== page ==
Brooks Arthous,is a gated community with eleven premium vacation villas designed as a remarkable fusion of traditional Kumaoni architecture, green design and pleasing aesthetics. As a part of the urban plan, all ecological aspects were taken into consideration, starting with cutting minimum trees, rain water harvesting, and pavers to reduce soil erosion.

Vernacular knowledge is used for solar passive design with large overhangs to provide shade from the summer Sun but allowing the winter Sun to enter the villas via large windows and glazing heating up the interiors.

The rain water harvesting system is designed as open channels where water trickles from shallow lily ponds into these pebbled channels. It forms good landscape feature and controls water percolating in the ground.

Only natural materials and finishes have been used to construct the buildings. Local materials such as stone and wood have been used in Brooks Arthous.

Developing ideas and designs on the lines of co-existence with nature has always been an interesting and thought proving method to identify new architectural elements. The experimentation on these lines never becomes monotonous; moreover, it paves way for a wider range of design solutions.

3. Builded.in :With your passion of sustainable energy how do you pay attention to the aging of buildings? Your buildings are not so temporary, and they should last as long as possible? Can you briefly touch on this aspect with an example of a project?

NB:Buildings, like humans are living entities and should be allowed to age gracefully. Construction materials have varying life spans by virtue of their properties. Natural materials like wood, brick and stone have a long life. The ancient Indian as well as Greek architecture exhibits the use of stone in buildings which are still intact. Wood construction has time and again proven the strength of wood as a construction material by being used in high seismic zones in the hilly regions of the country. These materials when used in combination with one another exemplify their properties and increase their strength thus increasing the total life span.

The Pahalgam Club, located amidst the mountain peaks of Pahalgam, along the bank of river Lidder, incorporates the local vocabulary of brick and wooden construction. The ‘Dhajji Dewari’ system, which consists of braced timber frame in various patterns has been incorporated in the construction and reflects in the elevation of the building as well. The building language uses wood in wall claddings, trusses and bridges.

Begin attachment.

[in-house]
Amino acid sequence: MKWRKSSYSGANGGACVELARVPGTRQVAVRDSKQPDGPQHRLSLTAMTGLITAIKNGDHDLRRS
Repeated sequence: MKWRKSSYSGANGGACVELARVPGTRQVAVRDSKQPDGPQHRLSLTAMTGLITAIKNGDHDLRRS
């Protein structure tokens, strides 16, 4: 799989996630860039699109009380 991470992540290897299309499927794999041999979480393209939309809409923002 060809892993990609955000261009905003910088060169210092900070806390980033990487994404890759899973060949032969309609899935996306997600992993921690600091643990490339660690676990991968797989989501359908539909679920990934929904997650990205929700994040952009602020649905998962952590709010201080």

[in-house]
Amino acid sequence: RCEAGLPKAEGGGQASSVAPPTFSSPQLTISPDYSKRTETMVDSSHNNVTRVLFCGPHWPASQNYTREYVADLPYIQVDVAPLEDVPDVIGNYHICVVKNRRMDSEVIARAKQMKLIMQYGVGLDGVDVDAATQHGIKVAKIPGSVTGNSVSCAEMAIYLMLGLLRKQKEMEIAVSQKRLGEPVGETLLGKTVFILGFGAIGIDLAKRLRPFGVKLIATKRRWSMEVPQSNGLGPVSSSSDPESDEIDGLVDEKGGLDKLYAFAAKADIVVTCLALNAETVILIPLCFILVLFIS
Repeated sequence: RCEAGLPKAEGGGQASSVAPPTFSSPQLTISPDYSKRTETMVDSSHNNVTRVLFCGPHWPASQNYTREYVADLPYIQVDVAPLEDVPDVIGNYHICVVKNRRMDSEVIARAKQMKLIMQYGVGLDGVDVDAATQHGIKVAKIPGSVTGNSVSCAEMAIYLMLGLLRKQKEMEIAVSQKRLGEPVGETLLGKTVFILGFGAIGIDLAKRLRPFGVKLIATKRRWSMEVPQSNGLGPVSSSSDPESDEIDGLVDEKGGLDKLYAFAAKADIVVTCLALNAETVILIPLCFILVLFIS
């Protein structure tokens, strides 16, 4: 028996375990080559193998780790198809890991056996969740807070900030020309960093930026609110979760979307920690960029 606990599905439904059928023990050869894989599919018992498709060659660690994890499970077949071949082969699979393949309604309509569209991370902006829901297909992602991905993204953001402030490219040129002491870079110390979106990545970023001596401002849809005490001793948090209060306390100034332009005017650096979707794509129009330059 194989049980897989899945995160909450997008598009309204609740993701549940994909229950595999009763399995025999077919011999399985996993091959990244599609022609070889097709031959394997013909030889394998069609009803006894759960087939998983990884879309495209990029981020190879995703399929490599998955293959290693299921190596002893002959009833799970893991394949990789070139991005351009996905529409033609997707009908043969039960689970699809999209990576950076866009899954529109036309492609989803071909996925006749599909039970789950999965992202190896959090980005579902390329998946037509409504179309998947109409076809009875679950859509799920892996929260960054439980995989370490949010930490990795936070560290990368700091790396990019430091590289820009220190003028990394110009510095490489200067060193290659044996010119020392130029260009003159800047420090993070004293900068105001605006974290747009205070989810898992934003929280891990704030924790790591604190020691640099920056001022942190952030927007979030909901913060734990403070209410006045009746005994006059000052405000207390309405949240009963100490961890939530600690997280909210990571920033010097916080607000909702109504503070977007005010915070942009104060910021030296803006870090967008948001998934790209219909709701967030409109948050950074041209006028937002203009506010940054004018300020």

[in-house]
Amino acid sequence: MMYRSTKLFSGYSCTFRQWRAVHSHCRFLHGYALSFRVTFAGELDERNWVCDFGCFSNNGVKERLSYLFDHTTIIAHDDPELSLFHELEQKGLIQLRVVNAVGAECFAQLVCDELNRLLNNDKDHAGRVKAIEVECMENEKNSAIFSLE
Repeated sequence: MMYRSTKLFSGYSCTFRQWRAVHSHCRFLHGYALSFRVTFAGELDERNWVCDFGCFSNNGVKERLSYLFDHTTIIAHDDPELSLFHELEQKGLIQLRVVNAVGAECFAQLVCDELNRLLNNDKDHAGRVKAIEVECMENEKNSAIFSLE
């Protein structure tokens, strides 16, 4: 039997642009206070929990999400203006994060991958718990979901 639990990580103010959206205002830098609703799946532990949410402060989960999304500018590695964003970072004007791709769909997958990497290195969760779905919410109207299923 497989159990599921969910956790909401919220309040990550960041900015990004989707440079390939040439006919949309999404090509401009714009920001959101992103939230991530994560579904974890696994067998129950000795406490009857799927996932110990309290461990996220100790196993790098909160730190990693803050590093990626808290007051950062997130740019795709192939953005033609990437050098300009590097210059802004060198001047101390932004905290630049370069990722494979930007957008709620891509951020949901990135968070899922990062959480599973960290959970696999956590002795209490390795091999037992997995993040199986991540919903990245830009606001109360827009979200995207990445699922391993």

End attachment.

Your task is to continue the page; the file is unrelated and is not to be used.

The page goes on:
4. Builded:Now that you are working in many different places — which place did you connect most and why?

NB:We have worked in drastically varying contexts not just places, ranging from the Himalayan region in Kashmir, Uttarakhand and Himachal, to deserts region in Ramgarh, Rajasthan, to the Coastal areas in Goa, Cherai in Kerala, to High Seismic and heavy monsoon areas of North-eastern India in Manipur. The climatic conditions and geographical topography specific to each of these places being very different, calls for variable responses to design and construction. The hills of Himalayas have a cold and dry climate whereas the north east fosters a cold and windy climate. The desert state of Rajasthan has a hot and dry climate. While the coastline of India features a hot and windy climate

Fortunately, we have had the opportunity of working in each of these contexts, which are not only climatically different but are also culturally contrasting. Hence, picking up one of these is a difficult choice to make.

5. Builded.in:How have you seen your career evolve over the past decades? Has your personal approach to architecture changed?

NB:Every human being evolves due to his experiences and consciousness. My philosophy and approach has been fairly consistent- using nature in design. The only inputs which have evolved are the influence of technology. It is the meeting point of nature, materials, ecology and technology that has now prescribed my architecture.

Times of India award given by -The Indian Institute of Architects, Haryana & Punjab Chapters

“Arhitecture is a space you belong to, a space you relate to”-Nilanjal Bhowal


With this at heart, I end the second of the many interviews that are planned to be conducted  with writers, influencers, and magnates.This interview is all  public and a part of this website- builded.in.

As always I look forward to suggestions in -leave a comment- box.-Ar.Babika Goel


htttp://builded.in is a privately owned domain by Architect Babika Goel, a graduate from college of Architecture,Lucknow, an associate Indian institute of Architects and Member Indian green building council.